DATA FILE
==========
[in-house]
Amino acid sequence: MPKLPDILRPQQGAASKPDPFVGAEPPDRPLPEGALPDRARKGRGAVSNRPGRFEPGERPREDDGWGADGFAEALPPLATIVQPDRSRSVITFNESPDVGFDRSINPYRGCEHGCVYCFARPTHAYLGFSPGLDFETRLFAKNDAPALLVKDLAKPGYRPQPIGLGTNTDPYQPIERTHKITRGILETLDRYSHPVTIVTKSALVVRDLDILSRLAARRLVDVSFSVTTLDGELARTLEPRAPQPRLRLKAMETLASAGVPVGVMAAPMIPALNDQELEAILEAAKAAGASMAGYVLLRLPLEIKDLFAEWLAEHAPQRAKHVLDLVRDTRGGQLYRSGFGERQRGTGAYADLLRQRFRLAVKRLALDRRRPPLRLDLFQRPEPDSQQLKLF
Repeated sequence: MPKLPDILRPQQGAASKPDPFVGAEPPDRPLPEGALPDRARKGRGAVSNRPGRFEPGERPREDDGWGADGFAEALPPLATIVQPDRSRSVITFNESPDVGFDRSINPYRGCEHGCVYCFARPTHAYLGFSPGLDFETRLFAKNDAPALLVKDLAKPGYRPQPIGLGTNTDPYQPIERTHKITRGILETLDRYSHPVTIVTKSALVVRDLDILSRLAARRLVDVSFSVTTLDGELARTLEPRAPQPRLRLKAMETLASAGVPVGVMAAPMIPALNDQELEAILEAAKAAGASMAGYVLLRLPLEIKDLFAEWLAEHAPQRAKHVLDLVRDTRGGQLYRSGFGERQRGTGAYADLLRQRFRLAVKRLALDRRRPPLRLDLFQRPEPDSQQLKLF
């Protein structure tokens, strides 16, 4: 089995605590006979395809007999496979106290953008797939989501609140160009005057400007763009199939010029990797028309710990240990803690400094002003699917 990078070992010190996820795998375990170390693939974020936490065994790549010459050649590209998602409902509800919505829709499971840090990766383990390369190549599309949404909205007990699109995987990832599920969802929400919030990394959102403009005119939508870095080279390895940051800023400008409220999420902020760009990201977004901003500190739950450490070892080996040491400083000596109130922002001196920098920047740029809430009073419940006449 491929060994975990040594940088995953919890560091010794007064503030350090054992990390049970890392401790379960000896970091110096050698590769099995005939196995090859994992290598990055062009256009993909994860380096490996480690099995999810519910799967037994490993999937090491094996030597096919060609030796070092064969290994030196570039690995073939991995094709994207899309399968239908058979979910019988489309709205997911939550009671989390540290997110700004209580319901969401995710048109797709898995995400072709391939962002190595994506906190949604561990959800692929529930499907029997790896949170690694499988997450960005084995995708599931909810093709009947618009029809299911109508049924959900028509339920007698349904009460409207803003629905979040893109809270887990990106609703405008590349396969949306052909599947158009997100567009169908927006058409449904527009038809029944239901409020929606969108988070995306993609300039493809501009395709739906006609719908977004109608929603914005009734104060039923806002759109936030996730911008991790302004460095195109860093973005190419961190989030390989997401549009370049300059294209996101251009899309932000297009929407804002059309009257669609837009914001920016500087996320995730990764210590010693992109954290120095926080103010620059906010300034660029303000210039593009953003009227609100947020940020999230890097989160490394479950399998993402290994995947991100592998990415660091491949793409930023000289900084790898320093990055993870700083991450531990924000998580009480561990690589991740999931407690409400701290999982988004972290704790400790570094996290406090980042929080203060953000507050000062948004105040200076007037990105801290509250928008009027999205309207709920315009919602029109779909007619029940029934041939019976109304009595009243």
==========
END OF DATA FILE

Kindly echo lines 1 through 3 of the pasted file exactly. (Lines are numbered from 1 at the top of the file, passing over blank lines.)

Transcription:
[in-house]
Amino acid sequence: MPKLPDILRPQQGAASKPDPFVGAEPPDRPLPEGALPDRARKGRGAVSNRPGRFEPGERPREDDGWGADGFAEALPPLATIVQPDRSRSVITFNESPDVGFDRSINPYRGCEHGCVYCFARPTHAYLGFSPGLDFETRLFAKNDAPALLVKDLAKPGYRPQPIGLGTNTDPYQPIERTHKITRGILETLDRYSHPVTIVTKSALVVRDLDILSRLAARRLVDVSFSVTTLDGELARTLEPRAPQPRLRLKAMETLASAGVPVGVMAAPMIPALNDQELEAILEAAKAAGASMAGYVLLRLPLEIKDLFAEWLAEHAPQRAKHVLDLVRDTRGGQLYRSGFGERQRGTGAYADLLRQRFRLAVKRLALDRRRPPLRLDLFQRPEPDSQQLKLF
Repeated sequence: MPKLPDILRPQQGAASKPDPFVGAEPPDRPLPEGALPDRARKGRGAVSNRPGRFEPGERPREDDGWGADGFAEALPPLATIVQPDRSRSVITFNESPDVGFDRSINPYRGCEHGCVYCFARPTHAYLGFSPGLDFETRLFAKNDAPALLVKDLAKPGYRPQPIGLGTNTDPYQPIERTHKITRGILETLDRYSHPVTIVTKSALVVRDLDILSRLAARRLVDVSFSVTTLDGELARTLEPRAPQPRLRLKAMETLASAGVPVGVMAAPMIPALNDQELEAILEAAKAAGASMAGYVLLRLPLEIKDLFAEWLAEHAPQRAKHVLDLVRDTRGGQLYRSGFGERQRGTGAYADLLRQRFRLAVKRLALDRRRPPLRLDLFQRPEPDSQQLKLF